Maintaining your Condo Roof

June 2017

Your roof is the first defense against weather.  It protects against rain, sun, ice and snow.  Even a small crack can result in thousands of dollars in repairs to common areas and suites.

Knowing how to maintain your roof, and repair it when problems arise, is one of the best ways to protect yourself and your property.

Roofs are installed in layers.  Yours  likely includes a vapour barrier, insulation, membrane/weather barrier and surfacing.  Problems arise when any of these layers are damaged.

“At some point a roof will begin to deteriorate because of exposure to the elements, allowing moisture to penetrate and cause damage” explains Jeremy Nixon, P. Eng., BSSO of Brown & Beattie Ltd.  “The most likely points of exposure are vents, skylights, seams, flashing and other similar points of penetration.  Sun eventually oxidizes the bitumen in roof materials causing it to break down and eventually fail.  Ice can cause material to crack and result in leakage if it gets beneath the roof coverings.  Dramatic temperature changes over a short period can cause damage.  Even removal of snow and ice can damage a roof.”

Condo buildings lacking in outdoor space may use the roof as social space.  Yet a roof is not typically intended for this purpose.  Roofs that include common areas such as sun decks, barbecue areas, plants and furniture are at greater risk of damage.  Any damage that occurs must be found to stop water leaks.  This entails removal of the deck and materials to find the source of a problem.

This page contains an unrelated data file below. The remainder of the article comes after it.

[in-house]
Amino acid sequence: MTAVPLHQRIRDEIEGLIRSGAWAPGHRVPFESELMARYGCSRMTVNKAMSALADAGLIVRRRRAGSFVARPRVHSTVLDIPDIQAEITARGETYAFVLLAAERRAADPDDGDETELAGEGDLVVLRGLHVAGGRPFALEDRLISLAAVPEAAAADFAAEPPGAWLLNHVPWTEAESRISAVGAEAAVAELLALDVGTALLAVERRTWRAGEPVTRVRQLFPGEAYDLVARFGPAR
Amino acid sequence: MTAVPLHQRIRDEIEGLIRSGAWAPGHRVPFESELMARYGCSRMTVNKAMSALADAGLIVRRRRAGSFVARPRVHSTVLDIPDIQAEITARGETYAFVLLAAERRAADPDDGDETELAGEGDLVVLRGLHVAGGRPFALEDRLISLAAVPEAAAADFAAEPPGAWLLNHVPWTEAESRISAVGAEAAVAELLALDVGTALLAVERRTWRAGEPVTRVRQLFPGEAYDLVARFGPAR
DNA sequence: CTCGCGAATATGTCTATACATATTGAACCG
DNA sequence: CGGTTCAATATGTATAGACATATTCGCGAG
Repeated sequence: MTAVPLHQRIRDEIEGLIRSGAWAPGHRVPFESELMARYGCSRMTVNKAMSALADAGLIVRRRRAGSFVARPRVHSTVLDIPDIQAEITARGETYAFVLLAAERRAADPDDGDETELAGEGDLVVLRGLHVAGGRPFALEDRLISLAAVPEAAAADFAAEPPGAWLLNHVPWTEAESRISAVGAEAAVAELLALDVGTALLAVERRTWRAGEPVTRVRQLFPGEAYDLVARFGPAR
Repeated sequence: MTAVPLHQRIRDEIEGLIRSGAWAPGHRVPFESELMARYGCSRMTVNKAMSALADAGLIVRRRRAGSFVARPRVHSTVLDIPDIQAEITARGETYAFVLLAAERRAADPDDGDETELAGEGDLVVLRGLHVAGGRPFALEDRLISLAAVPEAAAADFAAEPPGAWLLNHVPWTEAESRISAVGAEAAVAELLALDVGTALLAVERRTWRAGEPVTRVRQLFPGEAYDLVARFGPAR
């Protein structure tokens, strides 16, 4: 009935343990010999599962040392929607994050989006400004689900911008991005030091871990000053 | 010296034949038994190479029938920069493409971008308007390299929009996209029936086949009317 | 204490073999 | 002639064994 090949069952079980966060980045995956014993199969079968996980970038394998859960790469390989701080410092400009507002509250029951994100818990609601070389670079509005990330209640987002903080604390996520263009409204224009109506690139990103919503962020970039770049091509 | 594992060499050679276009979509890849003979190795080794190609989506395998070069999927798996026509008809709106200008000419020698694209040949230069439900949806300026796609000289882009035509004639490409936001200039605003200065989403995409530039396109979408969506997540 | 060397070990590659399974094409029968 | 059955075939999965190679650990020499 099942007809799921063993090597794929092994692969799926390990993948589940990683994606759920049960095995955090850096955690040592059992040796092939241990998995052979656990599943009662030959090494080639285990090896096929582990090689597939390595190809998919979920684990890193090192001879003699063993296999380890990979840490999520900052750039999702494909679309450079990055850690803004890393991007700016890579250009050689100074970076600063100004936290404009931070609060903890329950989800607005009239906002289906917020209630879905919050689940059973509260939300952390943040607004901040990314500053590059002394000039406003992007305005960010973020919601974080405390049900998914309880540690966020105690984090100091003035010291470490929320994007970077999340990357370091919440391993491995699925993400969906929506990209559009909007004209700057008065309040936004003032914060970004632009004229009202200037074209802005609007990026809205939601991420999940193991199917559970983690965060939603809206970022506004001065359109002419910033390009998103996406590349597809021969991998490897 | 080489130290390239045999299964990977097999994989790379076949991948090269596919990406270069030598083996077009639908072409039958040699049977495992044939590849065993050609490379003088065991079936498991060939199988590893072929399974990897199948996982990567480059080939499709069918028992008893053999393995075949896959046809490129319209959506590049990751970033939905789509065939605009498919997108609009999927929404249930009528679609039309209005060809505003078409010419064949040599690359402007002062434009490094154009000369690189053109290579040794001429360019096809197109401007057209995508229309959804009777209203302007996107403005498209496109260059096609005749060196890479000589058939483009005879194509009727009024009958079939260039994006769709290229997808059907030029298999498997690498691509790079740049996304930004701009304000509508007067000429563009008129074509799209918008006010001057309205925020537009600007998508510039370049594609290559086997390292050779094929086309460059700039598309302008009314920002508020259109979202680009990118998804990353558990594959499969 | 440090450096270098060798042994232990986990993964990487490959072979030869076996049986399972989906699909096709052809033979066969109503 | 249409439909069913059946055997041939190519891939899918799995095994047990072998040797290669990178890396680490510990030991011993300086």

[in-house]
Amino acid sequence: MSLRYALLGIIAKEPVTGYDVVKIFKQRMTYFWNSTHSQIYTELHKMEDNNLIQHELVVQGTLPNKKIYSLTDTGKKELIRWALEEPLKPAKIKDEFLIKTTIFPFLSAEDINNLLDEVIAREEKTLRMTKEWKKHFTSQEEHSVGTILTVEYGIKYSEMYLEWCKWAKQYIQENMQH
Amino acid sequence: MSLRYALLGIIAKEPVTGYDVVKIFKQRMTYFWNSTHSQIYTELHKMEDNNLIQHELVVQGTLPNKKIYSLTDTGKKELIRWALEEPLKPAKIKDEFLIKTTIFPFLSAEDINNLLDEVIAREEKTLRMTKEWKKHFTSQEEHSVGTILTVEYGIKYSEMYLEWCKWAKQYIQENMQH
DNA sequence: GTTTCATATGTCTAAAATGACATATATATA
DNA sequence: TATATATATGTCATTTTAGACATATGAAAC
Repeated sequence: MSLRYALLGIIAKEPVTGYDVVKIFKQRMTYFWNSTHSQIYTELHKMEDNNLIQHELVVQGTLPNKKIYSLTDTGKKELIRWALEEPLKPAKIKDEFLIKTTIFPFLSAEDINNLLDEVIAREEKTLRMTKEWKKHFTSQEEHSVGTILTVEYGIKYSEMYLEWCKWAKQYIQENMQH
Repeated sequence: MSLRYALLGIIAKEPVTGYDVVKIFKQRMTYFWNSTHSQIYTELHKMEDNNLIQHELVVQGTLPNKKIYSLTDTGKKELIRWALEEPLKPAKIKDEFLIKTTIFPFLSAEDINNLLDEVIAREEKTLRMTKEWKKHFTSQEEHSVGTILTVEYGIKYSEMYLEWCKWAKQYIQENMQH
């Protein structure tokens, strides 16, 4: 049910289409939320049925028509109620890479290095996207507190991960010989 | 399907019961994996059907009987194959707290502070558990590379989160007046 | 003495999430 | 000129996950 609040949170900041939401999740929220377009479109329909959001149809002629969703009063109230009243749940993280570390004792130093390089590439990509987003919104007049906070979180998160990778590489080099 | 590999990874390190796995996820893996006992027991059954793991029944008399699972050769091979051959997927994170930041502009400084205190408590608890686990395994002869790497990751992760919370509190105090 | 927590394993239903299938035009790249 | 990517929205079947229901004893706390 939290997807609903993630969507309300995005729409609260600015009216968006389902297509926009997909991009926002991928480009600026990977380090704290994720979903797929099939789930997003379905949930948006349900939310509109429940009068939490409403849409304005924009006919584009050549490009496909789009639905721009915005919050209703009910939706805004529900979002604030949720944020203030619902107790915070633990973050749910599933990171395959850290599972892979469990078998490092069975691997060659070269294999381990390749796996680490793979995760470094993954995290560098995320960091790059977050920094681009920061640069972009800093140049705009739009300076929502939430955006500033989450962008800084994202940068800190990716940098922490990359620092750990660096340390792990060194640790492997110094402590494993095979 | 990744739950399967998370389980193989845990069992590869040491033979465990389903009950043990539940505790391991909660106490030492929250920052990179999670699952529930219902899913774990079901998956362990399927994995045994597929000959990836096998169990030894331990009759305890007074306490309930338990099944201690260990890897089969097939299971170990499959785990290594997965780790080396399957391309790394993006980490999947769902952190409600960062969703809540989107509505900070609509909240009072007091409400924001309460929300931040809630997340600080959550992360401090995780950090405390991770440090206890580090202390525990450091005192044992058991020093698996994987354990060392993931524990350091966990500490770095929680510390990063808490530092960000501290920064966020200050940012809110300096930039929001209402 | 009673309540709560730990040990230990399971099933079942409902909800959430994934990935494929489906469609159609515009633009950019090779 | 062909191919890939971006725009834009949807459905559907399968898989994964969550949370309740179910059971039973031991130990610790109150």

Workers and people on a roof can inadvertently cause damage.  Tools may be dropped, sharp objects may be left on the ground or a small fire may inadvertently be started.

Semi-annual roof inspections are recommended.  Spring and Fall are the best times to identify problems such as clogged drains which can back up and cause water to leak through a roof.  Inspections should be undertaken by a professional, or sometimes adequately trained building staff, who knows what to look for and can identify small problems before they become serious.  Roof debris, damaged or tipped-over antennas, damaged skylights and animal damage are all potential concerns.  Minor damage may be repairable during an inspection.

As a general rule, roof replacement should be considered when the cost of repairs reaches 5% to 7% of replacement cost in a calendar year, and perhaps sooner than that.

A well maintained roof can provide protection for 25 to 30 years of service, although instances of 40 to 50 years can occasionally be possible.

Increase the lifespan of your building roof

  • Minimize foot traffic on the roof
  • Construct roof walkway areas and use them
  • Remove debris that can cause roof damage including bottles, leaves and branches
  • Examine masonry and metal areas for signs of water infiltration or damage